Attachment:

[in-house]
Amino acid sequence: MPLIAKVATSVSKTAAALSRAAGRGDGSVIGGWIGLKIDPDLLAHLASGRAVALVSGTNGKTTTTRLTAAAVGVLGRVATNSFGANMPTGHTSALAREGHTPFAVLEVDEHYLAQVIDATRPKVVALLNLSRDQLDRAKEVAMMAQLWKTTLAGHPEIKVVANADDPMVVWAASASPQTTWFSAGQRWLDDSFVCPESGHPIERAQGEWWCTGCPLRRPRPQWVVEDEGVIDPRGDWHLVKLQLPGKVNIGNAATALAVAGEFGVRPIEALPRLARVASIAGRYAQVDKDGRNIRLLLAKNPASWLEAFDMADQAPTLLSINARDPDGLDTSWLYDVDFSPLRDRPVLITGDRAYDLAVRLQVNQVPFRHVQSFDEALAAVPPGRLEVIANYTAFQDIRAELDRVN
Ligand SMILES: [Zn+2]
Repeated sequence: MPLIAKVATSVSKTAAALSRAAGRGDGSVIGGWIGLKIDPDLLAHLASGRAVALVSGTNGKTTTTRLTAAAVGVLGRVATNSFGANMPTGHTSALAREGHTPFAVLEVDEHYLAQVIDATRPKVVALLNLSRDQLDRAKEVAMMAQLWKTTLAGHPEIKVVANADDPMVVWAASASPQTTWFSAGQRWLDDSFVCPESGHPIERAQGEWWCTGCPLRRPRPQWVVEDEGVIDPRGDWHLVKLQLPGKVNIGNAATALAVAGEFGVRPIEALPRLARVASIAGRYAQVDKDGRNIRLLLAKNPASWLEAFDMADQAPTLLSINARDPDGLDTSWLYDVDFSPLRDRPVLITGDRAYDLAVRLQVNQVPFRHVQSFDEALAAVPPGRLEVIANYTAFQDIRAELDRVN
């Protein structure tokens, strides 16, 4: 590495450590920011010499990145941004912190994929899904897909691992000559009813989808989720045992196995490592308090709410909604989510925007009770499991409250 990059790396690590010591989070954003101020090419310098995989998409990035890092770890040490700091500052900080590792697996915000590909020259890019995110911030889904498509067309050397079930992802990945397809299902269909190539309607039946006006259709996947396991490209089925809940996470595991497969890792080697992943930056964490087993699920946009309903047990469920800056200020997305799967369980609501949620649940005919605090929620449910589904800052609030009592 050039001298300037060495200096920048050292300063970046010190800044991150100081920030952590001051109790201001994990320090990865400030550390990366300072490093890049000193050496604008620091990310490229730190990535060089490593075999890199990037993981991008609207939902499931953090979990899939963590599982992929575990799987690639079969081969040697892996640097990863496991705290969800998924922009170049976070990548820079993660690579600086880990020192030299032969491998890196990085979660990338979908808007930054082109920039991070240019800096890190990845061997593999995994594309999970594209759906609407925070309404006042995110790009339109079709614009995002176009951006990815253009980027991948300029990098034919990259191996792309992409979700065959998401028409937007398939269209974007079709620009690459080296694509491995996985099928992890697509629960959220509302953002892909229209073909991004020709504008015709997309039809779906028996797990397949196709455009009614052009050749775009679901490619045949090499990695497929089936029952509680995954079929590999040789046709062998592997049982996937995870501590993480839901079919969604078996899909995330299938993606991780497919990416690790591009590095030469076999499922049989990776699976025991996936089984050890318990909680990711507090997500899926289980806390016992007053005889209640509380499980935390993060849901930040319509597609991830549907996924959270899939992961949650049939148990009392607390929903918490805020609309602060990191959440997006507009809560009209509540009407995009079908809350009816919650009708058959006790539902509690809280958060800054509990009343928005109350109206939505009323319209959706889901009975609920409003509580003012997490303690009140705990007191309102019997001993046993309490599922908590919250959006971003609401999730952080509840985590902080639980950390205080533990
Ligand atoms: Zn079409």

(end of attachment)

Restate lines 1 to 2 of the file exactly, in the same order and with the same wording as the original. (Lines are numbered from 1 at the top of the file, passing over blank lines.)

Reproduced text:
[in-house]
Amino acid sequence: MPLIAKVATSVSKTAAALSRAAGRGDGSVIGGWIGLKIDPDLLAHLASGRAVALVSGTNGKTTTTRLTAAAVGVLGRVATNSFGANMPTGHTSALAREGHTPFAVLEVDEHYLAQVIDATRPKVVALLNLSRDQLDRAKEVAMMAQLWKTTLAGHPEIKVVANADDPMVVWAASASPQTTWFSAGQRWLDDSFVCPESGHPIERAQGEWWCTGCPLRRPRPQWVVEDEGVIDPRGDWHLVKLQLPGKVNIGNAATALAVAGEFGVRPIEALPRLARVASIAGRYAQVDKDGRNIRLLLAKNPASWLEAFDMADQAPTLLSINARDPDGLDTSWLYDVDFSPLRDRPVLITGDRAYDLAVRLQVNQVPFRHVQSFDEALAAVPPGRLEVIANYTAFQDIRAELDRVN